Matt Mervis Could Still Earn Promotion to Chicago This Season, Cubs ‘Taking Things Day by Day’
Matt “Mash” Mervis is well on his way to being named the Cubs’ Minor League Player of the Year behind the best offensive performance the organization has seen since Kris Bryant in 2014. But like the eventual Rookie of the Year and MVP, there’s no hurry to call Mervis up to the big leagues. As of now, the Cubs are planning to give the former Duke Blue Devil a chance to hone his skills in the Arizona Fall League and provide further proof that he’s ready.
You know, because batting .306 with 30 homers and 106 RBI isn’t enough evidence. Or maybe it is, though Cubs farm director Jared Banner remained coy while offering a series of exec-speak tropes to Paul Sullivan of the Tribune over the weekend.
“Anything is possible whenever you go to Triple-A and perform the way he has, put yourself on the radar,” Banner said. “But we’re taking things day by day, looking at helping him keep improving on a daily basis. That’s our focus. Everything else will take care of itself.”
Another focus for the Cubs heading into next season will be balancing what was supposed to have been a contact-heavy approach with an increase in power. There was some well-founded concern that their change in philosophy heading into this season was too extreme, and that’s been borne out as they lag well behind the league leaders in either contact or power.
Mervis alone isn’t the solution to that problem, but he sure seems to fit the bill.
“He really gets the bat through the zone quickly, so when he makes contact he does a lot of damage,” Banner explained. “And he makes a lot of contact, right? So when you have a hitter with that much power who doesn’t strike out a lot, it’s a pretty good combination.”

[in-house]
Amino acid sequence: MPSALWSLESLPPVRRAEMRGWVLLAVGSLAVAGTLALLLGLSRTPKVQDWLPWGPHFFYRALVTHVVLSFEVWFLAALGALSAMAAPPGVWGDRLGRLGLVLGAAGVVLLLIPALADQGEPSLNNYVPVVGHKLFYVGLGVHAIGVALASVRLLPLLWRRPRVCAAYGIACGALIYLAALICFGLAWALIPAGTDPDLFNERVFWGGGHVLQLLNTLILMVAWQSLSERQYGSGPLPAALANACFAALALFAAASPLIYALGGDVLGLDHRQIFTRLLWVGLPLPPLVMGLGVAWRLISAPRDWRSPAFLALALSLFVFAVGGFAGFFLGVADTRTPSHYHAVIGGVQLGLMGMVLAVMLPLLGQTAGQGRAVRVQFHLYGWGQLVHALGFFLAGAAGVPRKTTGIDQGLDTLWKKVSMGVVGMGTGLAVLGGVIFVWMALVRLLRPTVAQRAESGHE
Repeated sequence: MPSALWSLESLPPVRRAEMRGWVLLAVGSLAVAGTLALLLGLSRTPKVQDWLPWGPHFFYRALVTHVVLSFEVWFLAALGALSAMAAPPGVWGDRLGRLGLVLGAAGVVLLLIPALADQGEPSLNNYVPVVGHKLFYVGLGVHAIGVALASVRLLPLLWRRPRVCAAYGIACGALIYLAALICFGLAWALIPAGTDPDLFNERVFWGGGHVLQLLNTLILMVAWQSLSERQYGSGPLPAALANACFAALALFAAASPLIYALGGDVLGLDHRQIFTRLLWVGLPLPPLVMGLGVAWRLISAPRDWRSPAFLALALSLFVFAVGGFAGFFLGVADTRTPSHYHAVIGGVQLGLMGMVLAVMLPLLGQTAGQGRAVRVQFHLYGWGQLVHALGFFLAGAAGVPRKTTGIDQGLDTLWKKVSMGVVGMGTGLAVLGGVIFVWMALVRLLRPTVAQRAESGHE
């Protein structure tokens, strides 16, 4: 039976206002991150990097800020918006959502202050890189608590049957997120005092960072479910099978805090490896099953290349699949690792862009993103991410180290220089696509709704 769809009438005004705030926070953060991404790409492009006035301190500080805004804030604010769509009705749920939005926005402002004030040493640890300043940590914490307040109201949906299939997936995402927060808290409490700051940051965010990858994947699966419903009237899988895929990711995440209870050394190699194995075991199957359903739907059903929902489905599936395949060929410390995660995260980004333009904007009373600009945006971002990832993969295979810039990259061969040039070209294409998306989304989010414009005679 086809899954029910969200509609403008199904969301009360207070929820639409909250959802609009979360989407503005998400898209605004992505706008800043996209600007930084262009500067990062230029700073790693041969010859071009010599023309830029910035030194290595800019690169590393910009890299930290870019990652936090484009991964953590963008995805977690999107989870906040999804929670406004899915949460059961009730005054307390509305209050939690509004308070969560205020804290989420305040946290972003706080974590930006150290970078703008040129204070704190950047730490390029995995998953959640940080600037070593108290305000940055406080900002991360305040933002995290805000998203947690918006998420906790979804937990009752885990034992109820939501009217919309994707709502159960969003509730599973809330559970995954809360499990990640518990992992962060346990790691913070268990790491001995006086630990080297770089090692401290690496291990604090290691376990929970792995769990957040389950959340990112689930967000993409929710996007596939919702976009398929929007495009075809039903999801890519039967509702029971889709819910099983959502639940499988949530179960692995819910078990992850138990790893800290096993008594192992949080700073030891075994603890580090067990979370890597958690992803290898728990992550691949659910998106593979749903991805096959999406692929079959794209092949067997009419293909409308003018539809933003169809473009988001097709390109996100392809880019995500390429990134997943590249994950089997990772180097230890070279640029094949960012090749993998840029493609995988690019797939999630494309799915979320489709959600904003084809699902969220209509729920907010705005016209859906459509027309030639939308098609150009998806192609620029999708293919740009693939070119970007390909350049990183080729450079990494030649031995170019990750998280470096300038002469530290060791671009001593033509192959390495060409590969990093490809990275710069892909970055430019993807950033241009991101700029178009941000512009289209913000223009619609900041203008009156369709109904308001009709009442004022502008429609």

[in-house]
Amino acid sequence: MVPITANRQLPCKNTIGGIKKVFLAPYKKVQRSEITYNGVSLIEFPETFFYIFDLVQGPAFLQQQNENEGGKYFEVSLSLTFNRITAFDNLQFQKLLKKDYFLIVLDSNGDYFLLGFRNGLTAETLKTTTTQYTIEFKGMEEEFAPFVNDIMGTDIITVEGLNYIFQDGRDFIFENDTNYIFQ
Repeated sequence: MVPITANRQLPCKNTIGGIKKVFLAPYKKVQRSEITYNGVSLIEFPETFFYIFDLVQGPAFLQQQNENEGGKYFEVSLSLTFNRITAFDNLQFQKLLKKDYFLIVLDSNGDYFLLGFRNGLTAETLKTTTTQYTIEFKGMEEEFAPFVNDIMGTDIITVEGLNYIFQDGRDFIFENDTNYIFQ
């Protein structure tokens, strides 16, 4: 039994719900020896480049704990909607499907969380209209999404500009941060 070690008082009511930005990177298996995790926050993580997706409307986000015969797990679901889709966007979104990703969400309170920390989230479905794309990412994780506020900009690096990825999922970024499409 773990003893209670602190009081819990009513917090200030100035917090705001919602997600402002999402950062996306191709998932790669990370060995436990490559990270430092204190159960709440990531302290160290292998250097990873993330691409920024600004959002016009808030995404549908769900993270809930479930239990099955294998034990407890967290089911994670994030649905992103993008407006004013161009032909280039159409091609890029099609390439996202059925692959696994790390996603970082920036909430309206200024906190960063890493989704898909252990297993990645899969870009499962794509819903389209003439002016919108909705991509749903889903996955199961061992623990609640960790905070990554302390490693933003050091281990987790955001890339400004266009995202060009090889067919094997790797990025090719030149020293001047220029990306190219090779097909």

Even better than simply not striking out a lot is how Mervis has been able to improve his strikeout rate with each promotion. What’s more, he’s done it while maintaining his ISO — a measure of raw power — and benefitting from a decreasing amount of good fortune as measured by BABIP. Much of that is by design, stemming from offseason work with hitting director Justin Stone and the rest of the hitting staff, but a lot comes from sheer force of will.
“Oh, I hate striking out,” Mervis told the Tribune’s Meghan Montemurro. “Nothing makes me more angry than striking out. I feel I have pretty good bat control, a pretty good feel for the barrel and pairing that with when I get two strikes to not letting a pitcher strike me out. I feel like a lot of that is physical, but some of it is mental.”
After struggling to put everything together in his first professional season, Mervis learned to trust that the work he puts in will allow him to produce. Rather than overthinking things and pressing for power, the slugger steps to the plate with faith in the swing he’s built. That allows him to stay loose and react no matter the situation, and the results have served to boost his confidence with each promotion.
Despite almost all the metrics saying he should have already earned another promotion, the one number keeping Mervis in Iowa is 40. As in the roster that’s full for now. That means the Cubs would have to part with someone who’s currently rostered, whether it’s Frank Schwindel, David Bote, or any one of a number of other players. It’s an easier decision to make on paper than in real life, but it’s at least a little curious that the front office isn’t willing to make a tough call after last year’s trades.
So while we’ll probably have to wait for next year to see Mash Mervis make his Cubs debut, his legend is growing as quickly as the popularity of his moniker.
“I can’t imagine he doesn’t like it,” Banner said. “It’s a great nickname.”